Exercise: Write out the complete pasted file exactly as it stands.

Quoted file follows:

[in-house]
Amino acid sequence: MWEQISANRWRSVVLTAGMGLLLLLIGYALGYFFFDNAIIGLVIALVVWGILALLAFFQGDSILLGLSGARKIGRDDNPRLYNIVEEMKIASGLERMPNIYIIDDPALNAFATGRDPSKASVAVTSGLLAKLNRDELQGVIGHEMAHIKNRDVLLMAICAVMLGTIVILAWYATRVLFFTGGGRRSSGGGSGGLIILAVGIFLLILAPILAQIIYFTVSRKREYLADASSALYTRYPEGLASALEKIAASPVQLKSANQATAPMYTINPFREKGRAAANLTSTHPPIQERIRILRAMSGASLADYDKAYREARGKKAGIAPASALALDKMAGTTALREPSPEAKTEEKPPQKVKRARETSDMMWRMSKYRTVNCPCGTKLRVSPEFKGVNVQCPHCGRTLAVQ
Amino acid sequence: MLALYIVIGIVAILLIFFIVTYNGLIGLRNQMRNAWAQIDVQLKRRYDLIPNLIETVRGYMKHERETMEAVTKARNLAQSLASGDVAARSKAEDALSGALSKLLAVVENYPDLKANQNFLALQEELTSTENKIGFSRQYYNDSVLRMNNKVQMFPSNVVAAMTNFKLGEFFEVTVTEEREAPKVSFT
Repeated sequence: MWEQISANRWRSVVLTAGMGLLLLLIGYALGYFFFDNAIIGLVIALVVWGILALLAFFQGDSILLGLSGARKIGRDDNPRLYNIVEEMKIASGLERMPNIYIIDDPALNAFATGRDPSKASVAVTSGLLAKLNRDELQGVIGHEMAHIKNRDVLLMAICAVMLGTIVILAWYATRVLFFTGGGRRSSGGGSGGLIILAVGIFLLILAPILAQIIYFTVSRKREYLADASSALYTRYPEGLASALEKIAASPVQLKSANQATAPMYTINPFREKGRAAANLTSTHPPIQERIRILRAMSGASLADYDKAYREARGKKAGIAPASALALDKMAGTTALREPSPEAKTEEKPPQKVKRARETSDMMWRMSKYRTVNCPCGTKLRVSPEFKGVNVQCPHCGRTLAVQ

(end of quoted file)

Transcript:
[in-house]
Amino acid sequence: MWEQISANRWRSVVLTAGMGLLLLLIGYALGYFFFDNAIIGLVIALVVWGILALLAFFQGDSILLGLSGARKIGRDDNPRLYNIVEEMKIASGLERMPNIYIIDDPALNAFATGRDPSKASVAVTSGLLAKLNRDELQGVIGHEMAHIKNRDVLLMAICAVMLGTIVILAWYATRVLFFTGGGRRSSGGGSGGLIILAVGIFLLILAPILAQIIYFTVSRKREYLADASSALYTRYPEGLASALEKIAASPVQLKSANQATAPMYTINPFREKGRAAANLTSTHPPIQERIRILRAMSGASLADYDKAYREARGKKAGIAPASALALDKMAGTTALREPSPEAKTEEKPPQKVKRARETSDMMWRMSKYRTVNCPCGTKLRVSPEFKGVNVQCPHCGRTLAVQ
Amino acid sequence: MLALYIVIGIVAILLIFFIVTYNGLIGLRNQMRNAWAQIDVQLKRRYDLIPNLIETVRGYMKHERETMEAVTKARNLAQSLASGDVAARSKAEDALSGALSKLLAVVENYPDLKANQNFLALQEELTSTENKIGFSRQYYNDSVLRMNNKVQMFPSNVVAAMTNFKLGEFFEVTVTEEREAPKVSFT
Repeated sequence: MWEQISANRWRSVVLTAGMGLLLLLIGYALGYFFFDNAIIGLVIALVVWGILALLAFFQGDSILLGLSGARKIGRDDNPRLYNIVEEMKIASGLERMPNIYIIDDPALNAFATGRDPSKASVAVTSGLLAKLNRDELQGVIGHEMAHIKNRDVLLMAICAVMLGTIVILAWYATRVLFFTGGGRRSSGGGSGGLIILAVGIFLLILAPILAQIIYFTVSRKREYLADASSALYTRYPEGLASALEKIAASPVQLKSANQATAPMYTINPFREKGRAAANLTSTHPPIQERIRILRAMSGASLADYDKAYREARGKKAGIAPASALALDKMAGTTALREPSPEAKTEEKPPQKVKRARETSDMMWRMSKYRTVNCPCGTKLRVSPEFKGVNVQCPHCGRTLAVQ